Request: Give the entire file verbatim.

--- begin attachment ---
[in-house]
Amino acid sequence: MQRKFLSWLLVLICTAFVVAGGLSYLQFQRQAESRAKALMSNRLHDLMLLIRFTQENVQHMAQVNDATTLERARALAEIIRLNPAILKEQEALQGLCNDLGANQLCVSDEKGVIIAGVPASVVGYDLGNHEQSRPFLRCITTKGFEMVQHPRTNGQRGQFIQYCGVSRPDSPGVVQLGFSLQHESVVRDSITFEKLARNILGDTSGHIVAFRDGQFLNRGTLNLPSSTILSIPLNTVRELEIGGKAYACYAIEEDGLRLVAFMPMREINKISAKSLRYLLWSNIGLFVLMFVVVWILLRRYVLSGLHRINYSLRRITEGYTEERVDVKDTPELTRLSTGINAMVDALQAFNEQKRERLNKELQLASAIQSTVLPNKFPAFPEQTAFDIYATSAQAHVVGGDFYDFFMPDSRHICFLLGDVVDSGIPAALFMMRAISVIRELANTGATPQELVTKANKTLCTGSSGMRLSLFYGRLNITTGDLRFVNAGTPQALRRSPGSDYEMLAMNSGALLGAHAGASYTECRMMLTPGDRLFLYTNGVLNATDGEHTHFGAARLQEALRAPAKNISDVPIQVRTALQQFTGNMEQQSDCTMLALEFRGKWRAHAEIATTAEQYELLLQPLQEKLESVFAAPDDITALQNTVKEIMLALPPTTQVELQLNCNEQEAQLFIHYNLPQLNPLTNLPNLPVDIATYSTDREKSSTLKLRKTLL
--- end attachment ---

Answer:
[in-house]
Amino acid sequence: MQRKFLSWLLVLICTAFVVAGGLSYLQFQRQAESRAKALMSNRLHDLMLLIRFTQENVQHMAQVNDATTLERARALAEIIRLNPAILKEQEALQGLCNDLGANQLCVSDEKGVIIAGVPASVVGYDLGNHEQSRPFLRCITTKGFEMVQHPRTNGQRGQFIQYCGVSRPDSPGVVQLGFSLQHESVVRDSITFEKLARNILGDTSGHIVAFRDGQFLNRGTLNLPSSTILSIPLNTVRELEIGGKAYACYAIEEDGLRLVAFMPMREINKISAKSLRYLLWSNIGLFVLMFVVVWILLRRYVLSGLHRINYSLRRITEGYTEERVDVKDTPELTRLSTGINAMVDALQAFNEQKRERLNKELQLASAIQSTVLPNKFPAFPEQTAFDIYATSAQAHVVGGDFYDFFMPDSRHICFLLGDVVDSGIPAALFMMRAISVIRELANTGATPQELVTKANKTLCTGSSGMRLSLFYGRLNITTGDLRFVNAGTPQALRRSPGSDYEMLAMNSGALLGAHAGASYTECRMMLTPGDRLFLYTNGVLNATDGEHTHFGAARLQEALRAPAKNISDVPIQVRTALQQFTGNMEQQSDCTMLALEFRGKWRAHAEIATTAEQYELLLQPLQEKLESVFAAPDDITALQNTVKEIMLALPPTTQVELQLNCNEQEAQLFIHYNLPQLNPLTNLPNLPVDIATYSTDREKSSTLKLRKTLL